Against his will, Major William Cage (Cruise) is stripped of his rank and sent to Heathrow Airport to join a misfit bunch of soldiers in J-Squad who are preparing to head to the front lines as part of a major invasion force to combat an army of aliens known as “Mimics.” Cage has just enough time to piss off everyone in his new squad before suiting up in a mechanized armored suit and being loaded on a dropship into the heart of combat. Just moments after hitting the beach, he manages to kill a rare alien known as an “Alpha”—but in the process of doing so, manages to get himself killed as well.
Moments later, Cage jolts awake exactly 24 hours prior, back at Heathrow ready to join J-Squad and prepare for the fight.
He lives the same day over and over (and over . . .), retaining knowledge of each prior day before being jolted awake in the same instant. Each time he learns a bit more about the fighting pattern and habits of the Mimics (and of the people around him), and we watch his character and story slowly continue and develop. What keeps it from being dull and repetitive are some great turns by supporting actors Brendan Gleeson as the general ordering the assault, Bill Paxton as Cage’s new J-Squad master sergeant, and Noah Taylor as Mimic expert Dr. Carter.
Even better is the relationship between Cage and war hero Rita Vrataski (Emily Blunt). Vrataski uniquely understands Cage’s predicament as she too once had the power to reset the clock, using it to defeat the Mimics in the battle of Verdun . . . before losing it.
Instead of the usual cocksure, toughest/smartest-guy-in-the-room character Cruise typically portrays, here he starts way out of his element, and it is Blunt who takes on the alpha role. With no warfighting experience—Cage was part of the Army’s media relations following a failed career in advertising—Cage relies heavily on Vrataski for combat training, and she is merciless, repeatedly killing him over and over (and over . . .) at any sign of a wound. The results are humorous and keep the film interesting as Cage and Vrataski work together to figure out strategies to continue advancing their day and problem solving.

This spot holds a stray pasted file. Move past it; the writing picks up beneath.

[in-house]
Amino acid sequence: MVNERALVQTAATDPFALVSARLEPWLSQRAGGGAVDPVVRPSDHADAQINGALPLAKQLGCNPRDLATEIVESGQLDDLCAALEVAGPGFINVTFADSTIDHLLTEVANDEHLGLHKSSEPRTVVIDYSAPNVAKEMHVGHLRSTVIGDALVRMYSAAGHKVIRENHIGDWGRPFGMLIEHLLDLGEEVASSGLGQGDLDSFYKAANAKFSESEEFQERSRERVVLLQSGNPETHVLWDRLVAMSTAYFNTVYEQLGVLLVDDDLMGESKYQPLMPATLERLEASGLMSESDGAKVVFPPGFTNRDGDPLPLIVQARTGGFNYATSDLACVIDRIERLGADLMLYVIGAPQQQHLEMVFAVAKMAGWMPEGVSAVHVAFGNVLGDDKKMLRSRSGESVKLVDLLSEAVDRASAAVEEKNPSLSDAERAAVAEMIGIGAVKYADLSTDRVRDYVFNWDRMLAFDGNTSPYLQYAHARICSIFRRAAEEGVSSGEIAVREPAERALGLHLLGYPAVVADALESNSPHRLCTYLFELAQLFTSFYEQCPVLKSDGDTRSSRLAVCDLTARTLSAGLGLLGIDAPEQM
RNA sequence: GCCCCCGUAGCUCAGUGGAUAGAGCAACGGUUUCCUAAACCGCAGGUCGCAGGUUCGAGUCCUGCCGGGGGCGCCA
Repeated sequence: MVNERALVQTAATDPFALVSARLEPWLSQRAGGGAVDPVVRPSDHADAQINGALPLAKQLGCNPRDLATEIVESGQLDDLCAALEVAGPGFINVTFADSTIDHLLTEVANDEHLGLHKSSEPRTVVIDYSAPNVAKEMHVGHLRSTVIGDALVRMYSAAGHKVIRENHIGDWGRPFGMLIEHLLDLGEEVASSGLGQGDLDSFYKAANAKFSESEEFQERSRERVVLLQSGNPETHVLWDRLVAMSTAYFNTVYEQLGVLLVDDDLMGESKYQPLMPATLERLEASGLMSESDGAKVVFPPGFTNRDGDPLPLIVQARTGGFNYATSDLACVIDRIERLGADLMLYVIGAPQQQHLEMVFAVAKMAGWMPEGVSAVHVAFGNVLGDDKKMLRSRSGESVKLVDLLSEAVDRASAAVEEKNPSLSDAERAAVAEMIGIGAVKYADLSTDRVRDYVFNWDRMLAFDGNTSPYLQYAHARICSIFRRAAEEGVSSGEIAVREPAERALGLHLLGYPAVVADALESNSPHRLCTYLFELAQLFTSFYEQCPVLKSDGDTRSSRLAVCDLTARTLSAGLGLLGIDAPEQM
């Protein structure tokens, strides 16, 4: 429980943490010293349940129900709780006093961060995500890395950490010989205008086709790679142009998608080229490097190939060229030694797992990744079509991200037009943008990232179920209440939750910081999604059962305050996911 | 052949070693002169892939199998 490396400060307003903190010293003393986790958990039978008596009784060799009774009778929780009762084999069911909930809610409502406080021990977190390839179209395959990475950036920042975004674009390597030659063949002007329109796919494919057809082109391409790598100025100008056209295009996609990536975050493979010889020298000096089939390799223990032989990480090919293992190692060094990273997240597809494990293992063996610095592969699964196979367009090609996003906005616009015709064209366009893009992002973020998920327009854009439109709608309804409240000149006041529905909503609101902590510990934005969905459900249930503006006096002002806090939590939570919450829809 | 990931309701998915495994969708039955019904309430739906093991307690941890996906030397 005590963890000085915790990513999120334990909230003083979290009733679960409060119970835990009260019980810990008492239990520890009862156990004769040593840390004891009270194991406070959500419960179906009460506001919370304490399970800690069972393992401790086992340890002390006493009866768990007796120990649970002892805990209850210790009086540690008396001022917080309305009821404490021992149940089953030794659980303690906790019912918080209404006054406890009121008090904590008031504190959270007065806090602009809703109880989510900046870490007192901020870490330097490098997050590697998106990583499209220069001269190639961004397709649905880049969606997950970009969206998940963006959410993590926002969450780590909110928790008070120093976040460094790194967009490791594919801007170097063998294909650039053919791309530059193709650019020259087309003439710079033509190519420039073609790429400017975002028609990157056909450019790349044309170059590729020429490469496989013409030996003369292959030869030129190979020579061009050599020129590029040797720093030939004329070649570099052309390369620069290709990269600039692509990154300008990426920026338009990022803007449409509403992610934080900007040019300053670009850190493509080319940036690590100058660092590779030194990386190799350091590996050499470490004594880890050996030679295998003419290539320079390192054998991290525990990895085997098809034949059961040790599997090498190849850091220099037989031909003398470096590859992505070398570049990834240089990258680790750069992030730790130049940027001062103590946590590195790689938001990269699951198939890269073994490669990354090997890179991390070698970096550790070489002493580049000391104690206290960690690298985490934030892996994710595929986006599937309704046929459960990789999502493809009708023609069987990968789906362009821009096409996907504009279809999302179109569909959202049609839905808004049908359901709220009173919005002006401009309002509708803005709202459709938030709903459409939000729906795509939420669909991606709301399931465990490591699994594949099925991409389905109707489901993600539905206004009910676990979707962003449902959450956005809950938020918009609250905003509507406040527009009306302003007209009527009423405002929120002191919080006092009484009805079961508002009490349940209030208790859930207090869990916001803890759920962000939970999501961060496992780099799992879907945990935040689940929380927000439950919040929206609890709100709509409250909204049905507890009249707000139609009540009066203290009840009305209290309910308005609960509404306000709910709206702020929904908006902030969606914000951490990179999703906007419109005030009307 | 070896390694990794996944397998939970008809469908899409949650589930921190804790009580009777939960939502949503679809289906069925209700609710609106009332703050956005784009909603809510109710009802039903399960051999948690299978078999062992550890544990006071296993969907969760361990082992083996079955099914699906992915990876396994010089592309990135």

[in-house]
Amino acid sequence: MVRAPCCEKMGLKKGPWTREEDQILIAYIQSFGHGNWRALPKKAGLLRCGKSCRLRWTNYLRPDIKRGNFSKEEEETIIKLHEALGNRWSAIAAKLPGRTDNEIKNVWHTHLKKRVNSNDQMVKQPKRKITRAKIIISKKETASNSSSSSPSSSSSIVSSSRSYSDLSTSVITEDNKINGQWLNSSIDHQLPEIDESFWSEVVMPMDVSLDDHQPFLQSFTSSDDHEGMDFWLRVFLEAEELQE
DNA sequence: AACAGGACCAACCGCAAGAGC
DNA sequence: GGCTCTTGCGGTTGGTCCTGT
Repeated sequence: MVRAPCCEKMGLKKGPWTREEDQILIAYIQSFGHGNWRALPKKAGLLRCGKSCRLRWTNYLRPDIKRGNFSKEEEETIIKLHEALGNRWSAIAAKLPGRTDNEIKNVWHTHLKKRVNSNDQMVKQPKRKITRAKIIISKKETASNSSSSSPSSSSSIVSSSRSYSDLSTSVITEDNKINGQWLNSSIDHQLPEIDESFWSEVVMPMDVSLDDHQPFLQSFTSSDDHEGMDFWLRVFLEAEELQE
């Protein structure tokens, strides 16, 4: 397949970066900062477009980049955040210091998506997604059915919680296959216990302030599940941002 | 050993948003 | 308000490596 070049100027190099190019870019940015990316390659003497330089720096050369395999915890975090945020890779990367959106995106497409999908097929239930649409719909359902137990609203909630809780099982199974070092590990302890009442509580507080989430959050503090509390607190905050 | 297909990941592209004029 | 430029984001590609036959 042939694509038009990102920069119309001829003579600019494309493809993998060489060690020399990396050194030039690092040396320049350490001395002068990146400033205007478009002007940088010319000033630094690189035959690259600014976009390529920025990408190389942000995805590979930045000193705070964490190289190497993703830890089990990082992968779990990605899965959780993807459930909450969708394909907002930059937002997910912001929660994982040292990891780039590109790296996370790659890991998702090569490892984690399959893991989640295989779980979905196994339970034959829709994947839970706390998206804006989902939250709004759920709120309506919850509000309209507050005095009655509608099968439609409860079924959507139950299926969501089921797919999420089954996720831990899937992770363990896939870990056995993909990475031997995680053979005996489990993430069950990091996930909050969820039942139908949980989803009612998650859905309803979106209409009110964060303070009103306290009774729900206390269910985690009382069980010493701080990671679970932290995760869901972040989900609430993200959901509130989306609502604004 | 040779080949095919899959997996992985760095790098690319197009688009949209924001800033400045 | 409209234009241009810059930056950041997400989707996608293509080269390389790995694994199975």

Originally shot on 35mm film, this 4K HDR transfer is taken from a 2K digital intermediate. Images are not bristling with micro detail, but the transfer is just incredibly clean and clear. I really wasn’t impressed with the image quality until I went back and compared it with my Blu-ray version, and that is when the fine layers of detail and benefit of higher contrast really come through.
Comparing closeups, the 4K transfer is considerably sharper, producing more fine detail like pores, whiskers, and lines in the actors’ faces. During one shot, you can see the fine weave on Cage’s collared shirt, and one tight closeup on him would enable a dermatologist to conduct a full exam. In another lengthy shot, you can clearly make out the individual strands of razor wire on a fence in the 4K version; they were small blob-dots on the Blu-ray.